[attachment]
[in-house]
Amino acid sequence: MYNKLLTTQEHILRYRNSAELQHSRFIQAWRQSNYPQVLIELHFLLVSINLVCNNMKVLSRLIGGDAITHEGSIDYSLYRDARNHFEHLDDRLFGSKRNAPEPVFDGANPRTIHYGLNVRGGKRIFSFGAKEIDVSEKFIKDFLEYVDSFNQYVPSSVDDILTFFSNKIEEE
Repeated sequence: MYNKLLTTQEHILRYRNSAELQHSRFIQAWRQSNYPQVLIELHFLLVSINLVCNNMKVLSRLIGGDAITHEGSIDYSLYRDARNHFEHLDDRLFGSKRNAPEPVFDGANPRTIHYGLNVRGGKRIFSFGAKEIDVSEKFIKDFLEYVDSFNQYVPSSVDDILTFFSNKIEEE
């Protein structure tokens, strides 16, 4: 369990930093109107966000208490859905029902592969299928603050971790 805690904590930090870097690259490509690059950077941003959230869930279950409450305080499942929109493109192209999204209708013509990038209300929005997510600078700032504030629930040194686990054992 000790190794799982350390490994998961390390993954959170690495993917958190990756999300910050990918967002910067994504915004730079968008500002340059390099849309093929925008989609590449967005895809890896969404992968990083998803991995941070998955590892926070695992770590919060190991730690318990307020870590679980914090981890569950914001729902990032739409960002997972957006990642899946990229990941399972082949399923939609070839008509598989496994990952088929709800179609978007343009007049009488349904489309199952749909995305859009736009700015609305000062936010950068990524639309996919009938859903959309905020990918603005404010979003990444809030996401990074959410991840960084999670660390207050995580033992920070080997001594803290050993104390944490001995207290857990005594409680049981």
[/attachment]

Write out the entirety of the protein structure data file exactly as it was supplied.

[in-house]
Amino acid sequence: MYNKLLTTQEHILRYRNSAELQHSRFIQAWRQSNYPQVLIELHFLLVSINLVCNNMKVLSRLIGGDAITHEGSIDYSLYRDARNHFEHLDDRLFGSKRNAPEPVFDGANPRTIHYGLNVRGGKRIFSFGAKEIDVSEKFIKDFLEYVDSFNQYVPSSVDDILTFFSNKIEEE
Repeated sequence: MYNKLLTTQEHILRYRNSAELQHSRFIQAWRQSNYPQVLIELHFLLVSINLVCNNMKVLSRLIGGDAITHEGSIDYSLYRDARNHFEHLDDRLFGSKRNAPEPVFDGANPRTIHYGLNVRGGKRIFSFGAKEIDVSEKFIKDFLEYVDSFNQYVPSSVDDILTFFSNKIEEE
């Protein structure tokens, strides 16, 4: 369990930093109107966000208490859905029902592969299928603050971790 805690904590930090870097690259490509690059950077941003959230869930279950409450305080499942929109493109192209999204209708013509990038209300929005997510600078700032504030629930040194686990054992 000790190794799982350390490994998961390390993954959170690495993917958190990756999300910050990918967002910067994504915004730079968008500002340059390099849309093929925008989609590449967005895809890896969404992968990083998803991995941070998955590892926070695992770590919060190991730690318990307020870590679980914090981890569950914001729902990032739409960002997972957006990642899946990229990941399972082949399923939609070839008509598989496994990952088929709800179609978007343009007049009488349904489309199952749909995305859009736009700015609305000062936010950068990524639309996919009938859903959309905020990918603005404010979003990444809030996401990074959410991840960084999670660390207050995580033992920070080997001594803290050993104390944490001995207290857990005594409680049981």